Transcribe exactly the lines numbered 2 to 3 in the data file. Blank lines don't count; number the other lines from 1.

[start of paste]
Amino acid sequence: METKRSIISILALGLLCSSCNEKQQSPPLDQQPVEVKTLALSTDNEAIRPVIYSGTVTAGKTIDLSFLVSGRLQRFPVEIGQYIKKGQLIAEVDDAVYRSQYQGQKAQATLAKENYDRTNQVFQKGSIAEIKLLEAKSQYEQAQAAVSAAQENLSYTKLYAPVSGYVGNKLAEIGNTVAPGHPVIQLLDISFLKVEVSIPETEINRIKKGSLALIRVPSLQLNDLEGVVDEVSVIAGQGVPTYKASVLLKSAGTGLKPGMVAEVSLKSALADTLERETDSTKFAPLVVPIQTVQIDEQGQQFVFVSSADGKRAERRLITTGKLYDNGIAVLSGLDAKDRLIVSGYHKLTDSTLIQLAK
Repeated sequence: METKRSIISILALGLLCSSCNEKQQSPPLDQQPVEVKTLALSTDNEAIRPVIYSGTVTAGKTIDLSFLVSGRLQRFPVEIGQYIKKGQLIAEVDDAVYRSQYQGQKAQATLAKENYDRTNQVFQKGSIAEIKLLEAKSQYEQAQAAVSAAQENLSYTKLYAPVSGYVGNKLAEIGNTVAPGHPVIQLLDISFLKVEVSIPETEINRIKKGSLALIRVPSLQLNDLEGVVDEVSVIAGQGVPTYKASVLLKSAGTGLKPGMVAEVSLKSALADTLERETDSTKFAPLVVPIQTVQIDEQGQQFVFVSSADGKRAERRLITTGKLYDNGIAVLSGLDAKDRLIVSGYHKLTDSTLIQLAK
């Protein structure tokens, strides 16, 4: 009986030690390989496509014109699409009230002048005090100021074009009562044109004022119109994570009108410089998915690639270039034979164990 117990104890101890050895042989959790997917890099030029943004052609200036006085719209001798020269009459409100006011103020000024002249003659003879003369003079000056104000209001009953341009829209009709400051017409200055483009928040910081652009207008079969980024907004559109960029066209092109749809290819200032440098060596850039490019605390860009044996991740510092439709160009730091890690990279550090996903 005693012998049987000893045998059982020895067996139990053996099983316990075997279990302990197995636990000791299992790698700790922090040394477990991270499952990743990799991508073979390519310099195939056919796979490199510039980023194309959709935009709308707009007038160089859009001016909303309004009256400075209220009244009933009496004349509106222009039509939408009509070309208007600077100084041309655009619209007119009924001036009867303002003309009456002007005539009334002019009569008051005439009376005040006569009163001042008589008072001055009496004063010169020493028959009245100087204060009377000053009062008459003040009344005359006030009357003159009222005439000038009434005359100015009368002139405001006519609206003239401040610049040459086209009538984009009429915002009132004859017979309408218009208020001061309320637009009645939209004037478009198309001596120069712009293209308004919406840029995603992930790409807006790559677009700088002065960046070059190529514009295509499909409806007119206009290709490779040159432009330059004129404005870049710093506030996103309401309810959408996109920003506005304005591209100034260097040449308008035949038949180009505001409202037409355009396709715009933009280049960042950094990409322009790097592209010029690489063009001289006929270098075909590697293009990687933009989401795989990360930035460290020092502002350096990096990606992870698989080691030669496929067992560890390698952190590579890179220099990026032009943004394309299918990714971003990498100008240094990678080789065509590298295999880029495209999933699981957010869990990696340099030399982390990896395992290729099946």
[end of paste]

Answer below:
Repeated sequence: METKRSIISILALGLLCSSCNEKQQSPPLDQQPVEVKTLALSTDNEAIRPVIYSGTVTAGKTIDLSFLVSGRLQRFPVEIGQYIKKGQLIAEVDDAVYRSQYQGQKAQATLAKENYDRTNQVFQKGSIAEIKLLEAKSQYEQAQAAVSAAQENLSYTKLYAPVSGYVGNKLAEIGNTVAPGHPVIQLLDISFLKVEVSIPETEINRIKKGSLALIRVPSLQLNDLEGVVDEVSVIAGQGVPTYKASVLLKSAGTGLKPGMVAEVSLKSALADTLERETDSTKFAPLVVPIQTVQIDEQGQQFVFVSSADGKRAERRLITTGKLYDNGIAVLSGLDAKDRLIVSGYHKLTDSTLIQLAK
């Protein structure tokens, strides 16, 4: 009986030690390989496509014109699409009230002048005090100021074009009562044109004022119109994570009108410089998915690639270039034979164990 117990104890101890050895042989959790997917890099030029943004052609200036006085719209001798020269009459409100006011103020000024002249003659003879003369003079000056104000209001009953341009829209009709400051017409200055483009928040910081652009207008079969980024907004559109960029066209092109749809290819200032440098060596850039490019605390860009044996991740510092439709160009730091890690990279550090996903 005693012998049987000893045998059982020895067996139990053996099983316990075997279990302990197995636990000791299992790698700790922090040394477990991270499952990743990799991508073979390519310099195939056919796979490199510039980023194309959709935009709308707009007038160089859009001016909303309004009256400075209220009244009933009496004349509106222009039509939408009509070309208007600077100084041309655009619209007119009924001036009867303002003309009456002007005539009334002019009569008051005439009376005040006569009163001042008589008072001055009496004063010169020493028959009245100087204060009377000053009062008459003040009344005359006030009357003159009222005439000038009434005359100015009368002139405001006519609206003239401040610049040459086209009538984009009429915002009132004859017979309408218009208020001061309320637009009645939209004037478009198309001596120069712009293209308004919406840029995603992930790409807006790559677009700088002065960046070059190529514009295509499909409806007119206009290709490779040159432009330059004129404005870049710093506030996103309401309810959408996109920003506005304005591209100034260097040449308008035949038949180009505001409202037409355009396709715009933009280049960042950094990409322009790097592209010029690489063009001289006929270098075909590697293009990687933009989401795989990360930035460290020092502002350096990096990606992870698989080691030669496929067992560890390698952190590579890179220099990026032009943004394309299918990714971003990498100008240094990678080789065509590298295999880029495209999933699981957010869990990696340099030399982390990896395992290729099946």